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Found 1061 Matching Results. View archived Publications Here.

The importance of timely introduction of vancomycin therapy against methicillin-resistant Staphylococcus aureus (MRSA) bacteremia and severity of MRSA bacteremia at Teaching Hospital, Anuradhapura, Sri Lanka
International Journal of One Health
Wednesday, April 26, 2017.

International Journal of One Health, 3: 7-11 ... http://www.onehealthjournal.org/

The importance of timely introduction of vancomycin therapy against methicillin-resistant Staphylococcus aureus (MRSA) bacteremia and severity of MRSA bacteremia at Teaching Hospital, Anuradhapura, Sri Lanka - Jayaweera Arachchige Asela Sampath Jayaweera, Malika Karunarathne and Wikum Widuranga Kumbukgolla

Abstract l PDF See: http://www.onehealthjournal.org/Vol.3/2.pdf


New Publications in the One Health Journal Veterinary Sciences — Basel, Switzerland 2017
Tuesday, April 25, 2017.

New Publications in the One Health Journal Veterinary Sciences — Basel, Switzerland

The new online Open Access journal Veterinary Sciences (ISSN 2306-7381, http://www.mdpi.com/journal/vetsci) published a new issue in 2017:

Vet. Sci., Volume 4, Issue 1 (March 2017)

Full text are available free of charge.

Table of Contents:

Special Issue Allergies in Animals and Humans
Review: In Vitro Research Tools in the Field of Human Immediate Drug Hypersensitivity and Their Present Use in Small Animal Veterinary Medicine
by Lavergne S. Lavergne
Vet. Sci. 2017, 4(1), 1; doi:10.3390/vetsci4010001

Special Issue Control, Prevention and Elimination of Zoonotic Diseases
Article: Detection of Leptospiral DNA in the Urine of Donkeys on the Caribbean Island of Saint Kitts
by Bernard Grevemeyer, Michel Vandenplas, Brittney Beigel, Ellen Cho, Arve Lee Willingham and Ashutosh Verma
Vet. Sci. 2017, 4(1), 2; doi:10.3390/vetsci4010002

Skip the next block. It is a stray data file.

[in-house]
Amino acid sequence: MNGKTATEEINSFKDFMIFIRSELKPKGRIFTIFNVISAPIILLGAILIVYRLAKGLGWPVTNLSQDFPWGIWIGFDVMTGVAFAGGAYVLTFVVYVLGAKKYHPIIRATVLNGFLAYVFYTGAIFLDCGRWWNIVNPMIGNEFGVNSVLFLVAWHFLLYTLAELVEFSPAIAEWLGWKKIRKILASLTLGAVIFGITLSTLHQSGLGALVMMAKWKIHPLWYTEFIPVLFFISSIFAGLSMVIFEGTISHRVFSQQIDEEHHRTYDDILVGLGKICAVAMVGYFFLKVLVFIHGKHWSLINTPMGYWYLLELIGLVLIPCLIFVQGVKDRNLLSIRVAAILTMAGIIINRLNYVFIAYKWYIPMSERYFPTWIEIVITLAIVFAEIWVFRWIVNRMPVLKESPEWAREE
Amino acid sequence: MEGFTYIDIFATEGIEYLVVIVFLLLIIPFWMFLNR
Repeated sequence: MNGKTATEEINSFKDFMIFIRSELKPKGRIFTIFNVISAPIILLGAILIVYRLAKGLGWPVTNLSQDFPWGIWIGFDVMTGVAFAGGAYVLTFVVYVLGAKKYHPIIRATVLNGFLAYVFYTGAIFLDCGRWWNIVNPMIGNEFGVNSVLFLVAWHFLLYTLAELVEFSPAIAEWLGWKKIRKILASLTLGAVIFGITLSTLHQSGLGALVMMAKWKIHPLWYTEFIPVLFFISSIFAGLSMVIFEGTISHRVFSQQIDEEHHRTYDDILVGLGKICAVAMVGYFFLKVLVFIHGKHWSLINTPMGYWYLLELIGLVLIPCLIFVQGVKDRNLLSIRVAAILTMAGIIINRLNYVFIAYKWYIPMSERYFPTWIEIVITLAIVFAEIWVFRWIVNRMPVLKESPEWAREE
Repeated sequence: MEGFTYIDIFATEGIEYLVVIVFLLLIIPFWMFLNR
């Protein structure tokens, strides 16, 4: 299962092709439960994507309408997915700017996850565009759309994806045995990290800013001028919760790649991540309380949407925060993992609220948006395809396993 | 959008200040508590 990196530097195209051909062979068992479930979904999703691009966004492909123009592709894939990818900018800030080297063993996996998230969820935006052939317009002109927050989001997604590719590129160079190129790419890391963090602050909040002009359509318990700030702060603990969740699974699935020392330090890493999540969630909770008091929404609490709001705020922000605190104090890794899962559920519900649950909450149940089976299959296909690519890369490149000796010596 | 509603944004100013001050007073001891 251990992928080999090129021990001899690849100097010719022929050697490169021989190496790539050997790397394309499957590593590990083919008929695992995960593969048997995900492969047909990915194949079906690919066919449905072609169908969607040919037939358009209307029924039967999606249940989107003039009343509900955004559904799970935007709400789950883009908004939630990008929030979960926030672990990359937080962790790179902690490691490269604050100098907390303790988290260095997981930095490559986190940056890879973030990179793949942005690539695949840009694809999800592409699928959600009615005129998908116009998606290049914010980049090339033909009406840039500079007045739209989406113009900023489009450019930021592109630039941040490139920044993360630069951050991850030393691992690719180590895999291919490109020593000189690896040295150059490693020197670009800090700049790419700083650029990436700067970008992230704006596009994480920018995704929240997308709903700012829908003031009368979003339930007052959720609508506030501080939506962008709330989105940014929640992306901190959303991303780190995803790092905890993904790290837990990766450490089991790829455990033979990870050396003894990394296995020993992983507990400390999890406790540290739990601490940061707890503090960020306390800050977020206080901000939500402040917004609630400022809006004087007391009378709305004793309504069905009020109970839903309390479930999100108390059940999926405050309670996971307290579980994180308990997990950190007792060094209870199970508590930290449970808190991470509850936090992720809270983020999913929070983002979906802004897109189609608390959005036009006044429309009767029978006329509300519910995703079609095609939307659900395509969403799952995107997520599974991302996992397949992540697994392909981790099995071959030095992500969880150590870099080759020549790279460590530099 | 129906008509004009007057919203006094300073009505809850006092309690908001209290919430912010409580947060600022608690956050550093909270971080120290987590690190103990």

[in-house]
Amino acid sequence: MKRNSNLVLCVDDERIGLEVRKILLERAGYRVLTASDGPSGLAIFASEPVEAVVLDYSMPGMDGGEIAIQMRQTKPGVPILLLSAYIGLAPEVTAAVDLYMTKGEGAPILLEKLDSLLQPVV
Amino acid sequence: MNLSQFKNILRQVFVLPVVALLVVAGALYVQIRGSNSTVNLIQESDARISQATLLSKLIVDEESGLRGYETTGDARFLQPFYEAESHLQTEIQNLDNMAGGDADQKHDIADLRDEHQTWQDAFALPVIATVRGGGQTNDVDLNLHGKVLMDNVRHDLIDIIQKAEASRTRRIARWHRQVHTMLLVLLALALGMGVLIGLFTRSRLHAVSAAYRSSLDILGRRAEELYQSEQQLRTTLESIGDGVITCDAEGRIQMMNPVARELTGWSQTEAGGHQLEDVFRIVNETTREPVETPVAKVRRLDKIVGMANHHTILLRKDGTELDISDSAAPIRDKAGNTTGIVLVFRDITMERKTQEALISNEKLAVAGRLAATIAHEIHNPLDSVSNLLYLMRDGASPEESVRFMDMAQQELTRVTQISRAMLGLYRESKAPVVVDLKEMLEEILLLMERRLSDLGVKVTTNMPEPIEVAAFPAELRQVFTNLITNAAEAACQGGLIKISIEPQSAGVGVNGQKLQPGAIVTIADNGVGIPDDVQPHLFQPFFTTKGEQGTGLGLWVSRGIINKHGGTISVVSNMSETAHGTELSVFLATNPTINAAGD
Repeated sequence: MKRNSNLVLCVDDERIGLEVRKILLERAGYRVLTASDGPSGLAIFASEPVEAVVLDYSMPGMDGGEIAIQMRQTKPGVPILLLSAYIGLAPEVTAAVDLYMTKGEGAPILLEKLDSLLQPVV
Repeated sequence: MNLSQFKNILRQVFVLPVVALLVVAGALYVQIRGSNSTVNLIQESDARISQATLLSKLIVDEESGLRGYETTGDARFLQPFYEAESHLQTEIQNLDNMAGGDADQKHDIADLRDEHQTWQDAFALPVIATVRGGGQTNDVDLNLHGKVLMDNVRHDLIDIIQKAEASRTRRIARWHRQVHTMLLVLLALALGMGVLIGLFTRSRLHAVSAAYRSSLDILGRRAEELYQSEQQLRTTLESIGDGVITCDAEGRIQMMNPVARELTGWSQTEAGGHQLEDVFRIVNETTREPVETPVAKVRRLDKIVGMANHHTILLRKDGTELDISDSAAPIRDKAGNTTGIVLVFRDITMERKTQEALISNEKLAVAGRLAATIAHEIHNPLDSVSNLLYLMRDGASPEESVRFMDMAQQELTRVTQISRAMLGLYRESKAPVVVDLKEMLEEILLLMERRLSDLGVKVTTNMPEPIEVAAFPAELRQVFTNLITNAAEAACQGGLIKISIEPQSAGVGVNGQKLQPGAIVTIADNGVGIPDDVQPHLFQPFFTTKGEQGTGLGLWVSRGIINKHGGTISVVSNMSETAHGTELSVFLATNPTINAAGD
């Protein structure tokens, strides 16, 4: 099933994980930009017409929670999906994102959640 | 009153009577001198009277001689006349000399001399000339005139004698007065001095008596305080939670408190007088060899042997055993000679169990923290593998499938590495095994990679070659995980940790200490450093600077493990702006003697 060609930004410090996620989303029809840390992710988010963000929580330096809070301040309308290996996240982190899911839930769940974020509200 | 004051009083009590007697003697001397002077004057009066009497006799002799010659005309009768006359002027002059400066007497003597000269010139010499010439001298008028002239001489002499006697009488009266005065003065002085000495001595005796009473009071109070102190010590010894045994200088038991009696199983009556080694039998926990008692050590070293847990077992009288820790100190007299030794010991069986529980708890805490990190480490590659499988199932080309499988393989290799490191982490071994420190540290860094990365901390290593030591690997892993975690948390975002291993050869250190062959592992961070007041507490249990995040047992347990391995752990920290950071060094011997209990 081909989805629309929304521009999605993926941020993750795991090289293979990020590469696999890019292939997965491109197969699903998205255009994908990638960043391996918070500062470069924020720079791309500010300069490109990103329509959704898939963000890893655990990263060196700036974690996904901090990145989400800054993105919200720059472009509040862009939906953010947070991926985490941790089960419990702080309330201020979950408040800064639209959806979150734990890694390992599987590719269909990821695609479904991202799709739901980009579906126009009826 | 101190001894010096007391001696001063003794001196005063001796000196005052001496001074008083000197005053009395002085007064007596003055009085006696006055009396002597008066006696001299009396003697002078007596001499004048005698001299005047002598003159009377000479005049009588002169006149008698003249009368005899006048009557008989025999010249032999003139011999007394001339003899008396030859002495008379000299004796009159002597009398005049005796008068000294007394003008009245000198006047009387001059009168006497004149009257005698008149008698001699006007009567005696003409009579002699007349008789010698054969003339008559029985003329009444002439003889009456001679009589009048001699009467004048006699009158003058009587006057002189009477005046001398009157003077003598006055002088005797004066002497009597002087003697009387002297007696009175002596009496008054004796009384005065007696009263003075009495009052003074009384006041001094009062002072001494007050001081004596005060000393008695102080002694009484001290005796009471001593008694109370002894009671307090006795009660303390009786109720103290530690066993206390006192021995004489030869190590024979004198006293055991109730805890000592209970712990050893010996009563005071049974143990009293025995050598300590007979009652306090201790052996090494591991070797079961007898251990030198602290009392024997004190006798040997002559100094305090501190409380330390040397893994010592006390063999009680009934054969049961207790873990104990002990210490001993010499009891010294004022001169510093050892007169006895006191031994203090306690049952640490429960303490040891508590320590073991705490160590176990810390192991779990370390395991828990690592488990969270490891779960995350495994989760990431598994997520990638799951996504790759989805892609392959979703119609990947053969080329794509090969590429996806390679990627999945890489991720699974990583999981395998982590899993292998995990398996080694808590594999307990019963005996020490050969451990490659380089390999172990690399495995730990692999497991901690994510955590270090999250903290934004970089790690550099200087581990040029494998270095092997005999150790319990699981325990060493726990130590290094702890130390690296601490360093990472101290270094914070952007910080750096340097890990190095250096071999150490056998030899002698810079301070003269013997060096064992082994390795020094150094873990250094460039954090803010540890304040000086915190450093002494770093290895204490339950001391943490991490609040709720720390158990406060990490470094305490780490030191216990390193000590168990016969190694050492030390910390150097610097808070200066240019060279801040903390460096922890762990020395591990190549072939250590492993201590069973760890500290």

Special Issue Comparative Studies on HIV and FIV in Animals and Humans
Review: The Comparative Value of Feline Virology Research: Can Findings from the Feline Lentiviral Vaccine Be Translated to Humans?
by Margaret J. Hosie, Navapon Techakriengkrai, Paweł M. Bęczkowski, Matthew Harris, Nicola Logan and Brian J. Willett
Vet. Sci. 2017, 4(1), 7; doi:10.3390/vetsci4010007


Article: Micro-RNA 10a Is Increased in Feline T Regulatory Cells and Increases Foxp3 Protein Expression Following In Vitro Transfection
by Yan Wang, Mukta Nag, Joanne L. Tuohy and Jonathan E. Fogle
Vet. Sci. 2017, 4(1), 12; doi:10.3390/vetsci4010012

Review: Feline Immunodeficiency Virus Neuropathogenesis: A Model for HIV-Induced CNS Inflammation and Neurodegeneration
by Rick B. Meeker and Lola Hudson
Vet. Sci. 2017, 4(1), 14; doi:10.3390/vetsci4010014

Article: Felis Catus Gammaherpesvirus 1 DNAemia in Whole Blood from Therapeutically Immunosuppressed or Retrovirus-Infected Cats
by Alicia J. McLuckie, Vanessa R. Barrs, Bethany Wilson, Mark E. Westman and Julia A. Beatty
Vet. Sci. 2017, 4(1), 16; doi:10.3390/vetsci4010016

Special Issue Comparative studies on Endocrine Diseases in Animals and Humans
Case Report: Hyponatremia as the Presenting Feature of a Pituitary Abscess in a Calf
by Jamie L. Stewart, Maria C. Bates, B. Wade Edwards and Brian M. Aldridge
Vet. Sci. 2017, 4(1), 8; doi:10.3390/vetsci4010008